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I thought that it is aspirated because of the rule of aspiration : the stops like /p t k/ become aspirated when they occur in the word initial position OR in the onset position of the stressed syllable. But the answer was "unaspirated" because /k/ is not in the stressed syllable even though it occupies the word initial position. Is the answer correct?

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    It can occur either aspirated or unaspirated, depending on whether there is a secondary stress on the first syllable, and how fast the speaker is going. In a phrase like initially confused (as in "He was initially confused, but..."), there would not be such a stress, and the /k/ would appear unaspirated [ɪ'nɪʃəlikṇ'fyuzd]. In the Monty Python sketch name "Confuse-a-Cat", however, it'd be aspirated. Commented Aug 28, 2015 at 15:50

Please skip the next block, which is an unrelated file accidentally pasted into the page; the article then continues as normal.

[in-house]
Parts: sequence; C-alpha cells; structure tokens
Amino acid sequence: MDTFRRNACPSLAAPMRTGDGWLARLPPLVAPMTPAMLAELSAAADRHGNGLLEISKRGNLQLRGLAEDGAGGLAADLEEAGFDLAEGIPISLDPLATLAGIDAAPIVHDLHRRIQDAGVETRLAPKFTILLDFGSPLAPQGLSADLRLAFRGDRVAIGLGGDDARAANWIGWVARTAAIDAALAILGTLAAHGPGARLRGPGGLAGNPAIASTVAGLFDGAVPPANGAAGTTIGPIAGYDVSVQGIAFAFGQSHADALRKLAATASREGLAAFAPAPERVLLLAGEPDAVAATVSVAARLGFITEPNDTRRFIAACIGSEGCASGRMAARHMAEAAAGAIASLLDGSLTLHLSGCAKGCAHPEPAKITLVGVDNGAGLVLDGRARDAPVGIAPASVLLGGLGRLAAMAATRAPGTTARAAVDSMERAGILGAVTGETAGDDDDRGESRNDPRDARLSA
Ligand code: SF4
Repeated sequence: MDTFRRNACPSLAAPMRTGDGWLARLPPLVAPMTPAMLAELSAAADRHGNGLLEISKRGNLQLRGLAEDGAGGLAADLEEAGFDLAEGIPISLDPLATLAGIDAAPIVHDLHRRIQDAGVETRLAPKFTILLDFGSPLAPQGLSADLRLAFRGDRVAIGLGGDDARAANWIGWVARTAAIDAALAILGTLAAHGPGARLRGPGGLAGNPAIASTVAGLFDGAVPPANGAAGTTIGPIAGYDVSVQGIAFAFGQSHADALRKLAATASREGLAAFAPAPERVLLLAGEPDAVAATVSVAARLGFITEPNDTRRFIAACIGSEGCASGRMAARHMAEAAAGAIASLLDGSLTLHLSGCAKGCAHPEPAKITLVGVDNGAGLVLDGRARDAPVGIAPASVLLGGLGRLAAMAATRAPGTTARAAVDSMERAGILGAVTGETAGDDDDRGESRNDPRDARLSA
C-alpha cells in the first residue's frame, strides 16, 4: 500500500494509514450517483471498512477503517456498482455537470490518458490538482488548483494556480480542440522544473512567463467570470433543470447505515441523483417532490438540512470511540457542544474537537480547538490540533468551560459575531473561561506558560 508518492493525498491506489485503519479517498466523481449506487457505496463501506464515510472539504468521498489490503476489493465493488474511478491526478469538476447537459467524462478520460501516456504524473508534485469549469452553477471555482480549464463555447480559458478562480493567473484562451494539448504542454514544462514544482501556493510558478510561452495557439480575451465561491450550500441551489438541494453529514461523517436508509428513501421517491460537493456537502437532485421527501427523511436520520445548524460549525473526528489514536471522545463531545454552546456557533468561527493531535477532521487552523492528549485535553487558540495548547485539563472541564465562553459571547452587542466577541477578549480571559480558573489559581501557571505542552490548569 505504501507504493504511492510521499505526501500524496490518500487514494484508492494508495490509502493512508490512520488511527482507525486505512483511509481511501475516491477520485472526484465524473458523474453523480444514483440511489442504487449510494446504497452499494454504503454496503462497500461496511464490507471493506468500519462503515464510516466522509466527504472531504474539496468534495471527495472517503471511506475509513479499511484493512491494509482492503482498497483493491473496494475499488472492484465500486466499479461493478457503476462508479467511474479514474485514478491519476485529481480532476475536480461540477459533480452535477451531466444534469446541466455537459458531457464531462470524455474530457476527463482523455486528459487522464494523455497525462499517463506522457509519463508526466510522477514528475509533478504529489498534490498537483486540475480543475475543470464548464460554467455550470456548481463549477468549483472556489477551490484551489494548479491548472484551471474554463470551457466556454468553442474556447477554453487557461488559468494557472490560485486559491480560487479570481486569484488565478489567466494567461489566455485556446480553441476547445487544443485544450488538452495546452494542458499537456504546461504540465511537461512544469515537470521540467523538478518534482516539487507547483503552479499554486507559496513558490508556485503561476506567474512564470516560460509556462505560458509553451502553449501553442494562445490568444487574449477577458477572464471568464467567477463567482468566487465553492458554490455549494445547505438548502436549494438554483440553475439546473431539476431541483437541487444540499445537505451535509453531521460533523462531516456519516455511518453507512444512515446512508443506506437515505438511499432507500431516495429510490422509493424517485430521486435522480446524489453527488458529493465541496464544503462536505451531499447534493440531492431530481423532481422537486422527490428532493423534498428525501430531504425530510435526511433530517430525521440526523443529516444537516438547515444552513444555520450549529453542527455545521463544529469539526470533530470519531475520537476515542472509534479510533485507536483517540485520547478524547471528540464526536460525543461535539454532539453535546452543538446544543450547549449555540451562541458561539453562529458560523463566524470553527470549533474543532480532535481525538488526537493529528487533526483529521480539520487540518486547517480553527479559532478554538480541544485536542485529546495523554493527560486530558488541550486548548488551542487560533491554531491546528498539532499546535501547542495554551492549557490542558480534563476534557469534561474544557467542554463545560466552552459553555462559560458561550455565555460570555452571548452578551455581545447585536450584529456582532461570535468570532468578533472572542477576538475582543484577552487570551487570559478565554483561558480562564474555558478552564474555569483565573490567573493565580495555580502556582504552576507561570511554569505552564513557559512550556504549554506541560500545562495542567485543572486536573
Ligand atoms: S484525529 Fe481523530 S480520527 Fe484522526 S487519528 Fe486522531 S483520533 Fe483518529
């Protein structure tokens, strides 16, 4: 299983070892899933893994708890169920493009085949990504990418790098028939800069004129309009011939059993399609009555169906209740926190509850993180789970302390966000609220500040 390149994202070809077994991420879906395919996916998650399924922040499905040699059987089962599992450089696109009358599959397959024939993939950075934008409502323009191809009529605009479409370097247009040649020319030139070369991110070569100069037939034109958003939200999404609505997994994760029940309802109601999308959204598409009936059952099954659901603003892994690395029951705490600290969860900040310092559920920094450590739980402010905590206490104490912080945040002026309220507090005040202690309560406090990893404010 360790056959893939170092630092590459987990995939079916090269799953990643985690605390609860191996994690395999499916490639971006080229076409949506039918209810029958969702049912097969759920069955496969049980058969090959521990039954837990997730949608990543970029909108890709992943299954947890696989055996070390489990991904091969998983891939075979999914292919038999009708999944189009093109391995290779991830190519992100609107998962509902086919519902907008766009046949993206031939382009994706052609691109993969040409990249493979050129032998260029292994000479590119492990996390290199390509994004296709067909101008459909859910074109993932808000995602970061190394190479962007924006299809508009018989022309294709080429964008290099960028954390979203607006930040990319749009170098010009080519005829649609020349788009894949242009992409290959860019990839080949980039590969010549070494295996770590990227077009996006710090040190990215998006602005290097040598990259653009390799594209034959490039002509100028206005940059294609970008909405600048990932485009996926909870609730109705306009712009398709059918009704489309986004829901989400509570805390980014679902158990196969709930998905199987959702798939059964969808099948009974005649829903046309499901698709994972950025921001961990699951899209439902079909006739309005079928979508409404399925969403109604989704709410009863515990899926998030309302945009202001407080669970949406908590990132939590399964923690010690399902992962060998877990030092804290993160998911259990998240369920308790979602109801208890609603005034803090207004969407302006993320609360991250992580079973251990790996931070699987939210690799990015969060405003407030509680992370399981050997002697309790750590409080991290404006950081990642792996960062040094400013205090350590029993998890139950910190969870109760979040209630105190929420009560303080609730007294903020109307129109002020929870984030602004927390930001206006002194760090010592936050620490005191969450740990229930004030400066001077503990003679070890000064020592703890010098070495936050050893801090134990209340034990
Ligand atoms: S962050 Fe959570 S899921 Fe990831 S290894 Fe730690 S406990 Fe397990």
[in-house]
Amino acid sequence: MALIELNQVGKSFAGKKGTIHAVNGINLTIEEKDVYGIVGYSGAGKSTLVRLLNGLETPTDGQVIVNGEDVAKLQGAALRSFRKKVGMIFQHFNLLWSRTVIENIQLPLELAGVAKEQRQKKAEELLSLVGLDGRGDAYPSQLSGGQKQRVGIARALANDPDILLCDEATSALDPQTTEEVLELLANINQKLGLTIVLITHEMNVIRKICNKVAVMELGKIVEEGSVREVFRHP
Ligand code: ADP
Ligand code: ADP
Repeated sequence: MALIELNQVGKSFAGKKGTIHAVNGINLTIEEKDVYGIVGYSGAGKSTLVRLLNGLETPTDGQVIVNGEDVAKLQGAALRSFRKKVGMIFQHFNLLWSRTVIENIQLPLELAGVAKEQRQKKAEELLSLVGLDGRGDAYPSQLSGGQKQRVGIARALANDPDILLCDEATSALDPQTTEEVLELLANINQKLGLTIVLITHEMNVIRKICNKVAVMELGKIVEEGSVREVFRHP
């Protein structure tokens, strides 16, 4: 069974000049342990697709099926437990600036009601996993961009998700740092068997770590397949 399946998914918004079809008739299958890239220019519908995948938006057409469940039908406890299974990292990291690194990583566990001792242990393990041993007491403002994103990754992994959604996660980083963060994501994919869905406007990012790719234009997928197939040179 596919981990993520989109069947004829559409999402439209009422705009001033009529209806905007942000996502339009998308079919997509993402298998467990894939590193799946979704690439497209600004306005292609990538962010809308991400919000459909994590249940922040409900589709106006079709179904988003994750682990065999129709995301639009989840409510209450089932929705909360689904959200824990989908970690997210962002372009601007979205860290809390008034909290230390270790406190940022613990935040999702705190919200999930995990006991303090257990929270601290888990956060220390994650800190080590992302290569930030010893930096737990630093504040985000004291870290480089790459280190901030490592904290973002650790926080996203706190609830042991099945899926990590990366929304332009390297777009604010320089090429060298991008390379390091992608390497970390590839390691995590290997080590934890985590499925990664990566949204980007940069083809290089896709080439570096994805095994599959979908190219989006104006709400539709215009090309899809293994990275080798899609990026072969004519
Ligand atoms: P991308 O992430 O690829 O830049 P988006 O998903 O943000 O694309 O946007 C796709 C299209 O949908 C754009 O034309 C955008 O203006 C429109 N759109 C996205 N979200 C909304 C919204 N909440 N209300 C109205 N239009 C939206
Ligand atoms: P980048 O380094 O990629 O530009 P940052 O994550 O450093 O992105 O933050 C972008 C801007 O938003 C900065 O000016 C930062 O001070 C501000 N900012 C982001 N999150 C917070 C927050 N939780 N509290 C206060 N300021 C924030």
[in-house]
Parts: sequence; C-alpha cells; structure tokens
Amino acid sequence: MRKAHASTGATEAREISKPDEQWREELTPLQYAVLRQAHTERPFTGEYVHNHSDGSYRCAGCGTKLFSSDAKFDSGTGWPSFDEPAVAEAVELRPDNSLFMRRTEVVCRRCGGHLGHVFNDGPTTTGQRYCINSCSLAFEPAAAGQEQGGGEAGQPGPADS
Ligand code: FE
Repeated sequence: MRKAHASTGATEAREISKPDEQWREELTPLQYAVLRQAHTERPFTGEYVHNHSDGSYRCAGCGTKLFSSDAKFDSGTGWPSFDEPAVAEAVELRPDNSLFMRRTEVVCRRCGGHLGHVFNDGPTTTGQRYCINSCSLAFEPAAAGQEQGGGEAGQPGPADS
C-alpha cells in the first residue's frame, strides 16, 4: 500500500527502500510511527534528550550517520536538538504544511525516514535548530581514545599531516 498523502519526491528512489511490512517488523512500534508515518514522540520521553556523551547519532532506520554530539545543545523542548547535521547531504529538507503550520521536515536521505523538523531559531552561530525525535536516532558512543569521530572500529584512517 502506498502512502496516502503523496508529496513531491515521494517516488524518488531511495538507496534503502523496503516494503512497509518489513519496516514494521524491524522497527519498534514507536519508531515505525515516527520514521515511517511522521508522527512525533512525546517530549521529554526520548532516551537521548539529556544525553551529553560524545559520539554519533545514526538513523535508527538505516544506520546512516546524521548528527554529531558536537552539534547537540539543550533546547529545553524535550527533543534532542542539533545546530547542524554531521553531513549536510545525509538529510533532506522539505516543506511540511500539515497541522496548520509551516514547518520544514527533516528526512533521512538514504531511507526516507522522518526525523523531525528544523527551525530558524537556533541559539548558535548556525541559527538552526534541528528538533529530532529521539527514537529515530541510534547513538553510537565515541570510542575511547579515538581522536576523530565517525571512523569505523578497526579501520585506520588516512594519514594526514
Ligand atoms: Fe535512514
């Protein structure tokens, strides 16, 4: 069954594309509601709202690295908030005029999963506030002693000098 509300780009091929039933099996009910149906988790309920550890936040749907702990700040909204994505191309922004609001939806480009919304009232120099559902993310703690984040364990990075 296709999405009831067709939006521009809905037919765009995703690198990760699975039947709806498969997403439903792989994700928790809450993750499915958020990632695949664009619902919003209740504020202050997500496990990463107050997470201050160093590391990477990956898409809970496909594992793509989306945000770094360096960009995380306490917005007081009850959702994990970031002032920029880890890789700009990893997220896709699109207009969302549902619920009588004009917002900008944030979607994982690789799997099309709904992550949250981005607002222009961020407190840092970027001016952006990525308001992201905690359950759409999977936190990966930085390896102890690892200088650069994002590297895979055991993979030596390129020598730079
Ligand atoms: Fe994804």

• The IPA notation for English uses no signs for aspirated plosives.
    – rogermue
    Commented Aug 28, 2015 at 16:13
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    @rogermue: that's because (1) aspirated and unaspirated versions are allophones of the same phoneme, like light and dark l and (2) aspiration is optional for probably around half the unvoiced plosives in speech (like the /k/ in confused). Commented Aug 28, 2015 at 16:32
  • This is a difficult question because in English, compared with Spanish for example, consonants all have some degree of aspiration. Commented Aug 28, 2015 at 16:54

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It's aspirated, since it's at the beginning of a syllable. The aspiration is less prominent if the syllable does not have stress, but it's still aspirated. Compare the "t" of "tomorrow" or "today", where "t" is before the schwa of an unstressed syllable, yet has clearly discernible aspiration (at least for many people -- there could be exceptions).

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